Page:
Her hands gripped the heavy timbers, something registered, she examined the wood. Long gashes ran along the boards under her hands and feet. She turned and looked, deeper into the galley. An ornate chest lay against the wall at the back of the room gleaming dully in the half light.

The chest was open.

Chapter 3 Ae’fir

“I want to believe…” Ae’fir knelt in front of the statue.

Goddess Danu, Seraphim.

Of all the Aes Sidhe deities she was the one that spoke to his heart. He wanted to believe the Aes Sidhe were descended from the Seraphim messengers and they really did fall to Erthe from the stars. He wanted to believe every one of them carried divine blood, that he too was a descendant of the gods. Danu’s statue was impressive, her wings wrapped around her body, her majestic headpiece framing her head. Her eyes bathed him in blue light.

Ecstasy burst in his chest. He would do anything for his people, for the Seraphim goddess and his birth right, Dal Riata.

Ae’fir whispered under his breath. “I want to walk in the land of the living again, breathe the air, feel grass under my feet, wind on my skin. I want to believe, help me believe, help me take back what is ours, help me free our homeland from the fleshbones. Guide me to Inis Cealtra, allow me to open the floodgates on this world. Let their king believe Rysa’s lies, her phantom pregnancy, let the false trail divert them, let them think they have the upper hand. Keep the truth from them, keep their eyes clouded until I can open the ground at Inis Cealtra and break the Banishment.”

He fell silent, his mind recalling the conversation he’d had the previous day with Tara Lau and the rest of the Aes Sidhe Maidens. Their call to Eynhallow on the most sacred day of the year, the day the Shewind returned for seven precious days and nights, the seven days they could hear themselves think and communicate with each other.

Tara Lau’s words came back to him. “Ae’fir, you’ve been chosen to breach the Banishment for our warriors at Inis Cealtra. Our days in this prison, this wilderness are coming to an end. The forebears of the Nephilim only had the power to keep us here for a thousand years, this time is nearly up. Their descendants have forgotten much of what their ancestors have done to us, they have lost much of their magic. They are weak, shadows of their former selves.”

Tara Lau paused, reaching out to Ae’fir’s shoulder. “Rise Ae’fir, no need to kneel, we are equals in this endeavour, the old ways will be replaced once we’ve won our land back, once we have defeated the Banishment.”

Ae’fir stood and took Tara Lau’s hand. “Maidens of the Aes Sidhe, I am honoured you have chosen me, who else is to join me in this task?”

The Maidens surrounding him leaned in. Tara Lau gripped his hand and spoke. “Ae’fir we are only able to send you and one other through the Banishment, we are not strong enough yet. Once you’ve opened the ground at Inis Cealtra we’ll be able to access our sacred power there. We have influence on that ground, the Erthe still listens to us there, she has forgotten us elsewhere… it has been too long. This task falls to you and your companion alone.”

Tara Lau paused. Ae’fir searched her eyes. “I understand my Lady. Who is this other who is to accompany me?”

“You will take the dreamcaster, Eriu. He will assist you in your search for Scalibur. He will create your double, he will weave the mistruths that will precede you, he will work the diversion through Rysa and her phantom pregnancy. He will distract King Loarn and his men with your double. This will allow you time to find the real Scalibur. Once you have retrieved the blade you will have the power you need to overthrow anyone who bars your way to Inis Cealtra. Eriu will be your guide on this journey.”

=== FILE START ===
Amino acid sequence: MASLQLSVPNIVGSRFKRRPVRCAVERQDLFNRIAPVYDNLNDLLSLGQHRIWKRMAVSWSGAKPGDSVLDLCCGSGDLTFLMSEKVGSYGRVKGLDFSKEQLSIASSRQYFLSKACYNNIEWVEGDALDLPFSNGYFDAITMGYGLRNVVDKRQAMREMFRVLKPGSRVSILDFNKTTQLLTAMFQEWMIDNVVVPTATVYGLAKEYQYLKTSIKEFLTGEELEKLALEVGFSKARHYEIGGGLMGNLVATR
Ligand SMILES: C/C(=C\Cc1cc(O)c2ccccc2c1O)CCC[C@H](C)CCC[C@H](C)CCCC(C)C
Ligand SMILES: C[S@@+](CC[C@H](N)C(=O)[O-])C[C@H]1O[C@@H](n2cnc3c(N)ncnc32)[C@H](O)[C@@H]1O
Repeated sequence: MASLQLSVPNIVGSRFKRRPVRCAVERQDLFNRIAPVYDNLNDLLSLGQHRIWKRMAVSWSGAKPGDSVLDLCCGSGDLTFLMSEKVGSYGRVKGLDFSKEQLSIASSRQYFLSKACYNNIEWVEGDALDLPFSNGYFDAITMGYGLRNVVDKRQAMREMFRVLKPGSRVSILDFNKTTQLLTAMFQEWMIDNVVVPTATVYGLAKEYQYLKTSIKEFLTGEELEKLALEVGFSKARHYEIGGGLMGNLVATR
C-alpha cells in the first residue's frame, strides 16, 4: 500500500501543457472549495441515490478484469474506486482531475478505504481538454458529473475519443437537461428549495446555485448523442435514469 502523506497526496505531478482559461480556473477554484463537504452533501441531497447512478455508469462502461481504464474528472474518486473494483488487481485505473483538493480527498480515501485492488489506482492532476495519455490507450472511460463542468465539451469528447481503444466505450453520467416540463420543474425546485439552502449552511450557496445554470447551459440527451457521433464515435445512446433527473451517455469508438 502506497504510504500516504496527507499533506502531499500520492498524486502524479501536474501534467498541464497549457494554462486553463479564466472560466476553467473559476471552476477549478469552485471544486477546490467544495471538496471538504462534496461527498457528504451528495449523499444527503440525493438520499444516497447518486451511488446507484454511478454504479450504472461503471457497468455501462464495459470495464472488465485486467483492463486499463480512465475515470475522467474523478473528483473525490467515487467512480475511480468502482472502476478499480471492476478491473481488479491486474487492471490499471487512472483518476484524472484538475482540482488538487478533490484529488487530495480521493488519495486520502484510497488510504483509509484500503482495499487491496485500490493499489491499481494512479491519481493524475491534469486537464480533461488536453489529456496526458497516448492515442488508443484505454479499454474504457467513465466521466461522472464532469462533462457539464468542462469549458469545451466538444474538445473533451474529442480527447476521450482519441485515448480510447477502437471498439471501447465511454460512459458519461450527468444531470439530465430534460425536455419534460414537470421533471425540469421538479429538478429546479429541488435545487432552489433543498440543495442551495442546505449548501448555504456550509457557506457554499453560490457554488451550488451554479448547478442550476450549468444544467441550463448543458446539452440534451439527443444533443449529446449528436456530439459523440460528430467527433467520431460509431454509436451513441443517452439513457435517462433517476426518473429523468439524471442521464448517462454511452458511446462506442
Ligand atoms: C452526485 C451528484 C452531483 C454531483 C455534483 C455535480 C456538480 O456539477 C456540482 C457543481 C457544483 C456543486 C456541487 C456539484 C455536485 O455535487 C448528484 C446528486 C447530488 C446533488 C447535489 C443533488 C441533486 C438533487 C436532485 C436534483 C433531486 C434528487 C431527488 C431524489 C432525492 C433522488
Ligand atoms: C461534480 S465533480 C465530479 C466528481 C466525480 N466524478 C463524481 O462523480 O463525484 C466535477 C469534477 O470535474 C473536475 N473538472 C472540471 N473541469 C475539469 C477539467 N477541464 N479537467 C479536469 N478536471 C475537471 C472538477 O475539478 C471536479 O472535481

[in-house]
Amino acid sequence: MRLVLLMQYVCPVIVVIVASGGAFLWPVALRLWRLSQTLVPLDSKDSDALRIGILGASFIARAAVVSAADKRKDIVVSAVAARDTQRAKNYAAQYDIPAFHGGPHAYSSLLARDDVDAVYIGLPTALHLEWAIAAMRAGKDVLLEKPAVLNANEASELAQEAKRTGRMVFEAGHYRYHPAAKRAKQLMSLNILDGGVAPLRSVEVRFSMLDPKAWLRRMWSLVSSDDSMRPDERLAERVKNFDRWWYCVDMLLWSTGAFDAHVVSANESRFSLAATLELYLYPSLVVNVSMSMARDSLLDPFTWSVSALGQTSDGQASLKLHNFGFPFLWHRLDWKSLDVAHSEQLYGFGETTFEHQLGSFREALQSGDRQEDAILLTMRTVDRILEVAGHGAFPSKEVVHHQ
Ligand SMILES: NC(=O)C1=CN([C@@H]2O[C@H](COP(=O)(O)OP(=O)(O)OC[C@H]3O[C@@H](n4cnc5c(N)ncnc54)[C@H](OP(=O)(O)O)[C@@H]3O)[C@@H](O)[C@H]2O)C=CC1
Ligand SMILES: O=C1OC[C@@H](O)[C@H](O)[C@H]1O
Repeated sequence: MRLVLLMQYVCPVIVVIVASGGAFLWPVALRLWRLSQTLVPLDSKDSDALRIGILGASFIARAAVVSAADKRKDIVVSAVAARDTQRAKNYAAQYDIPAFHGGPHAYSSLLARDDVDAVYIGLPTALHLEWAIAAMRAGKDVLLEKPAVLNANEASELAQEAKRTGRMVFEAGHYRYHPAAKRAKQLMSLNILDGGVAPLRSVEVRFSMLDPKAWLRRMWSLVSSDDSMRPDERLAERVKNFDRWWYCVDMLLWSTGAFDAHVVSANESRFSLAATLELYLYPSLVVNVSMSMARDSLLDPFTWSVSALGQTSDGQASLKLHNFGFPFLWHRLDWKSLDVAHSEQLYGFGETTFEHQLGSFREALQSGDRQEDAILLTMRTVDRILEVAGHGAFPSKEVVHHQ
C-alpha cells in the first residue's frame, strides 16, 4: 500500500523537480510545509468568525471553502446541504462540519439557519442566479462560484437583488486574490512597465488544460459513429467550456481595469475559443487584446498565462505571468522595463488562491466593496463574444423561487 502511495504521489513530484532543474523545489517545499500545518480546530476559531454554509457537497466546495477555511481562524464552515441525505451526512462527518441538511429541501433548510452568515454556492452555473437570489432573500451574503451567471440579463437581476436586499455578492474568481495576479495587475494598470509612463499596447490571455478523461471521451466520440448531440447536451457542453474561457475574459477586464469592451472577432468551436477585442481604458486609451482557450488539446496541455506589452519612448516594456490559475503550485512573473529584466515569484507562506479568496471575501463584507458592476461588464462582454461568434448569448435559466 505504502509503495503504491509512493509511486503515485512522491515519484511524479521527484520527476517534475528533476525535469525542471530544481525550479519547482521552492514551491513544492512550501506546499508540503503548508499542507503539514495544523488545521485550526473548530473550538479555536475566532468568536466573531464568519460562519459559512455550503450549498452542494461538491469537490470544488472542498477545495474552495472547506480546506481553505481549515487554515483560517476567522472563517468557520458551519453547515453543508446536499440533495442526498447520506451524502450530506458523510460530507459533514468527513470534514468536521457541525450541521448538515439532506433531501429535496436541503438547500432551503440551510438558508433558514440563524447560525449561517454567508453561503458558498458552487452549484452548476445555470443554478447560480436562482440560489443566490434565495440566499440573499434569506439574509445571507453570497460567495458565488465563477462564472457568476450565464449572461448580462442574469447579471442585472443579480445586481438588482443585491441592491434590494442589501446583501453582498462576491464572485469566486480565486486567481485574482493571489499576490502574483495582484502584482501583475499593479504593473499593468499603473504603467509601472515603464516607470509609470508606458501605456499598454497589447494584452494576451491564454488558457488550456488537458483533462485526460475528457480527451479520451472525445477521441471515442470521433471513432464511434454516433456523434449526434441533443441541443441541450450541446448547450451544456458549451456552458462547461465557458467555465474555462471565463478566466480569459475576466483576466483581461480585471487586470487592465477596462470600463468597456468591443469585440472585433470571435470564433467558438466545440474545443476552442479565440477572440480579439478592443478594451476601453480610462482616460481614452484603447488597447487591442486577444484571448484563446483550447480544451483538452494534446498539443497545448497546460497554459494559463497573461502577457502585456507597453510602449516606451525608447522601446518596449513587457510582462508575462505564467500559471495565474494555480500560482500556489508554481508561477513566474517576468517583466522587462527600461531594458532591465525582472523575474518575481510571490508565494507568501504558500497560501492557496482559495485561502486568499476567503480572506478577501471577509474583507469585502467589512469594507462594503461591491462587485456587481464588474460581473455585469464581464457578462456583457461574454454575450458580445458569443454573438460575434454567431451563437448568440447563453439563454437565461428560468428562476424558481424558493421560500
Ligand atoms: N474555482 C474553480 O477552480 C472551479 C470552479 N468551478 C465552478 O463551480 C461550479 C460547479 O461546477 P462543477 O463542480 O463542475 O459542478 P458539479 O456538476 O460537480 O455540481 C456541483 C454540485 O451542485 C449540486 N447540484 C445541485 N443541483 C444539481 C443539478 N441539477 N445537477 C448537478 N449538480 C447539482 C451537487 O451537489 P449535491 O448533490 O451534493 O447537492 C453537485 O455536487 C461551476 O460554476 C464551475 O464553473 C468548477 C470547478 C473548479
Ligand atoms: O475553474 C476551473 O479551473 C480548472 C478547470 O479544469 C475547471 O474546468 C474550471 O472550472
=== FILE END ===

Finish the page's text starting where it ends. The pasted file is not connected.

Ae’fir absorbed Tara Lau’s words. The fate of the Aes Sidhe rested on his shoulders, an honour, a gamble. He looked at Tara Lau and the Maidens.

“Why have you chosen me for this task my Lady? Why not another?”

Tara Lau came towards him and pressed her cheek to his. She whispered in his ear. “You carry divinity in your blood Ae’fir, you are a true descendant of the Seraphim. Their blood runs purest in you, this task was always yours, your destiny. Go now, prepare, ready your spirit, make your peace with Danu. Then meet with the dreamcaster, join your thoughts with his, become one. As one you are complete, invincible. This will happen, now is the time…”

Ae’fir nodded and turned to leave Eynhallow.

“Ae’fir?” Tara Lau called out.

He turned.

“Don’t let the Nephilim remember. They are few and weak, yes, but do not let them remember their old ways, if they do they could renew the Banishment and keep us here. They must stay in the dark, they must not remember their magic. Walk softly around them, do not let them see you or Eriu.”

“I will not disappoint you my Lady. The Aes Sidhe will walk the Erthe again, it is our time. Dal Riata will be retaken.”

Ae’fir’s thoughts returned to the present, he tore his eyes away from Danu’s statue, he felt a sense of familiarity and strangeness in its presence. He made his last prayer for strength and left the sacred place. He went in search of the dreamcaster, Eriu.

He knew of Eriu but had never met him. Dreamcasters and warlocks… cut from the same cloth, but there were differences. Dreamcasters were masters of illusion, they could conjure whole armies out of air, they could reanimate the dead… they could mimic a pregnancy. All would appear as in real life, as long as the victims believed what they saw and heard. Still, he’d much rather have a warlock at his side, with their destructive spells, to kill the fleshbones with real flame, real ice, real lightening. That he could understand.

Dreams he could not.

He walked along the Banishment’s blighted landscape, the half in, half out world the Aes Sidhe had been condemned to by the Nephilim a thousand years ago. It was all he had ever known, the dusk grey landscape devoid of light and life. He could only imagine what the real Erthe looked like… green grass, blue skies and sun.

How he had dreamed of the sun as a child, the thought of it filled him with wonder. A ball of never ending light in the sky, in an eternal dance with the silver of the moon. The Nephilim had a lot to answer for, he wanted to rip their hearts out for what they had done to his people. King Loarn and his cruel dynasty would not surrender either, they would have to be defeated.